The White House issued veto threats Tuesday to a pair of House bills that would limit the federal government’s ability to regulate energy production.
The administration’s opposition comes as no surprise, and neither proposal is likely to pass the Senate. One bill, sponsored by Rep. Doug Lamborn, R-Colo., would limit the government to 60 days to reject onshore drilling permits before they are considered automatically approved. Other provisions would require more area to be made available for leasing and impose fees on protests of drilling projects.
That proposal “would undermine the nation’s energy security; roll back policies that support the continued growth of safe and responsible energy production in the United States; discourage environmental analysis and civic engagement in federal decision-making; direct that federal lands be managed for the primary purpose of energy development rather than for thoughtfully balanced multiple uses; and undermine public resource management plans that establish a balance between energy development and resource protection,” the White House said in a release.
The other bill would limit the Interior Department from mandating hydraulic-fracturing regulations in states that already have their own standards. That legislation is sponsored by Rep. Bill Flores, R-Texas.
The plan “would prohibit the Bureau of Land Management in the Department of the Interior from ensuring that hydraulic fracturing activities taking place on federal and Indian lands are managed in a safe and responsible manner,” the White House said in a second release.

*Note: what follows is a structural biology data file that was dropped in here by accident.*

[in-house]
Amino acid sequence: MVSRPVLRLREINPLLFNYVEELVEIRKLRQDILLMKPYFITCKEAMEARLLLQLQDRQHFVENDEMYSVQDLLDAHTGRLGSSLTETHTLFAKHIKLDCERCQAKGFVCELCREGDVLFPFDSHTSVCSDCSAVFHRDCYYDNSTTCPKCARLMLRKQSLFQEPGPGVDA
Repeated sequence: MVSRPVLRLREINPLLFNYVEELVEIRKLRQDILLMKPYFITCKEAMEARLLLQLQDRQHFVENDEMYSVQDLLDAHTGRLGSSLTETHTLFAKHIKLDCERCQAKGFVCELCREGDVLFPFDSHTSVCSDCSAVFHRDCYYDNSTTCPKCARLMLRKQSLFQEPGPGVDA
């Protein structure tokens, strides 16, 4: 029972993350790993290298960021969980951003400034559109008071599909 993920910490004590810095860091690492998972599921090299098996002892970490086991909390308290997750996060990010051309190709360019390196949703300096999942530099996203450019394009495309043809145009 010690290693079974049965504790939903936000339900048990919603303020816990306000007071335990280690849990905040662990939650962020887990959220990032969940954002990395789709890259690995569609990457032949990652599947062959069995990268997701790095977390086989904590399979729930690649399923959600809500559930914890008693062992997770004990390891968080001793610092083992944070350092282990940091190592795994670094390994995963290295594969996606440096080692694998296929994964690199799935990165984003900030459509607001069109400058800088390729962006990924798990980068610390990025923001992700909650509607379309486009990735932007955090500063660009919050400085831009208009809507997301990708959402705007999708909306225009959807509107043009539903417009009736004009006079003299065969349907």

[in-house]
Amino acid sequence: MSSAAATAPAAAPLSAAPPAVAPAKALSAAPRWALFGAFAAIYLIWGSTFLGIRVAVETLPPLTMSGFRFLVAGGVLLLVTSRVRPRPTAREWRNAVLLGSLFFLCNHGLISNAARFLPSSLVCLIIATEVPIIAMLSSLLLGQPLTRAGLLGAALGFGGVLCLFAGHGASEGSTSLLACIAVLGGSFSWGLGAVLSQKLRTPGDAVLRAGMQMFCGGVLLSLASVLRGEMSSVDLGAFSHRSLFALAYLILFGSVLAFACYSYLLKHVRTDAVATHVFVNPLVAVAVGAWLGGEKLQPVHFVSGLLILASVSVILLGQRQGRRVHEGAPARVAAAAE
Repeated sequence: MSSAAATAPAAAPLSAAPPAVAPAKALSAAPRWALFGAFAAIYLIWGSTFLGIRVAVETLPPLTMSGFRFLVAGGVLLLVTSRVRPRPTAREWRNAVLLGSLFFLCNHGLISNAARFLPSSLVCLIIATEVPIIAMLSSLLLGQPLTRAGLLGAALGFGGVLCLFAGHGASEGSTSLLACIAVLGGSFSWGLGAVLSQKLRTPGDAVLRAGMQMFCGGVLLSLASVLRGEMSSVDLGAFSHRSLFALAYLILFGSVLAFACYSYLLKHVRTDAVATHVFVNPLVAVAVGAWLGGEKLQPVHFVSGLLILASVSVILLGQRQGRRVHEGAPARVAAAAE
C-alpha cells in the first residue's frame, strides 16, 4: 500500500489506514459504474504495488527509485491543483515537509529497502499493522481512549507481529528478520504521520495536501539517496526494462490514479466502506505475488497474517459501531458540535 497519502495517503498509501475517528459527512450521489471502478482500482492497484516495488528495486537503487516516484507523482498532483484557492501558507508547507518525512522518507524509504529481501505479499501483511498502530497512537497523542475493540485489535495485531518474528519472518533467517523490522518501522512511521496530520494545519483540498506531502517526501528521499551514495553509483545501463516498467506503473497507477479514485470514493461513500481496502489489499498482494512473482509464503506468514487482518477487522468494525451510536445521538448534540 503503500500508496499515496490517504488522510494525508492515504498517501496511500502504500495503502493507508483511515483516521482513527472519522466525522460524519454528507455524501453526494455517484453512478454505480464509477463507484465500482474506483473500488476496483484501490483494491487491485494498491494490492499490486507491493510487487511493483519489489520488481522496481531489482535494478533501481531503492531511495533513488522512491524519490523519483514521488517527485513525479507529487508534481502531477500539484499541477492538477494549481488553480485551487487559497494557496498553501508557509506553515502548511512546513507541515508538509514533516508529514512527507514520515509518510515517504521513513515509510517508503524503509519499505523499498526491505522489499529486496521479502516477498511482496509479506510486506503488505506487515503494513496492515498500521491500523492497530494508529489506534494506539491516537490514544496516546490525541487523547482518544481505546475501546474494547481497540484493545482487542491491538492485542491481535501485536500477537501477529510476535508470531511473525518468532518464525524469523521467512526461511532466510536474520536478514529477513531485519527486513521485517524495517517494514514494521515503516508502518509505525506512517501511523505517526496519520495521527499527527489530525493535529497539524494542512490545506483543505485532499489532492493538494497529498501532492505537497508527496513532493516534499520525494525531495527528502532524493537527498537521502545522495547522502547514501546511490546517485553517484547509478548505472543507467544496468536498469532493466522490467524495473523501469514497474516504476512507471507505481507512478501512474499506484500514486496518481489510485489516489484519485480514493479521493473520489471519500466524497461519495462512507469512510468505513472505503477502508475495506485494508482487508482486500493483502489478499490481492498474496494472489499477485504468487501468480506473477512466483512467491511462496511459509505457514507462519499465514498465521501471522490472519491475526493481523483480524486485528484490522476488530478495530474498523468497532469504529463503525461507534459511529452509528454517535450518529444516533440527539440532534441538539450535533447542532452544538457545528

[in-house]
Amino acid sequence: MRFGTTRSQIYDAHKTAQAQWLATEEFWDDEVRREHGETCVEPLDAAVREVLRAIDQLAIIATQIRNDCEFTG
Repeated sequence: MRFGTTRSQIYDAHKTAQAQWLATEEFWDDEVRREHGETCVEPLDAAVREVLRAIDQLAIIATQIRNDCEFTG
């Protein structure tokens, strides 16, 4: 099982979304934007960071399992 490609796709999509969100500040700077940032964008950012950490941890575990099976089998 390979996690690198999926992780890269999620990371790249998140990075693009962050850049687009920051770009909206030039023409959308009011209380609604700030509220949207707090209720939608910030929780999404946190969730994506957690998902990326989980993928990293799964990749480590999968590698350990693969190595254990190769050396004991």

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The White House on Wednesday laid out its plan for tax reform, with Treasury Secretary Steven Mnuchin saying it would be "the biggest tax cut and the largest tax reform in the history of our country." The tax code would be broken down into just three tax brackets, with the highest personal income tax rate cut from 39.6 percent to 35 percent. The plan would also slash the tax rate on corporations and small businesses from 35 percent to 15 percent. "The White House plan is a set of principles with few details, but it’s designed to be the starting point of a major push to urge Congress to pass a comprehensive tax reform package this year," said National Economic Council Director Gary Cohn.
"An emerging government funding deal would see Democrats agree to $15 billion in additional military funding in exchange for the GOP agreeing to fund healthcare subsidies, according to two congressional officials briefed on the talks. Facing a Friday deadline to pass a spending bill and avert a shutdown, Democrats are willing to go halfway to President Trump’s initial request of $30 billion in supplemental military funding."
The Michael Flynn story is not going away for the White House as it tries to refocus its attention. The White House has denied requests from the House Oversight Committee for information and documents regarding payments that the former national security adviser received from Russian state television station RT and Russian firms. House Oversight Chairman Jason Chaffetz and ranking member Elijah Cummings also said that Flynn failed to report these payments on his security clearance application. White House legislative director Marc Short argued that the documents requested are either not in the possession of the White House or contain sensitive information he believes is not applicable to the committee's stated investigation.
The U.S. deployed "F-35 joint strike fighters" to Estonia on Tuesday. The "jets will stay in Estonia for several weeks and will be a part of training flights with U.S. and other NATO air forces." The move comes at a time of high tension between the U.S. and Estonia's neighbor, Russia. The two nations have been at odds over a number of issues recently, most of all being Vladimir Putin's support of Syrian President Bashar al-Assad in light of Assad's chemical weapons attack on his own people in the midst of a civil war.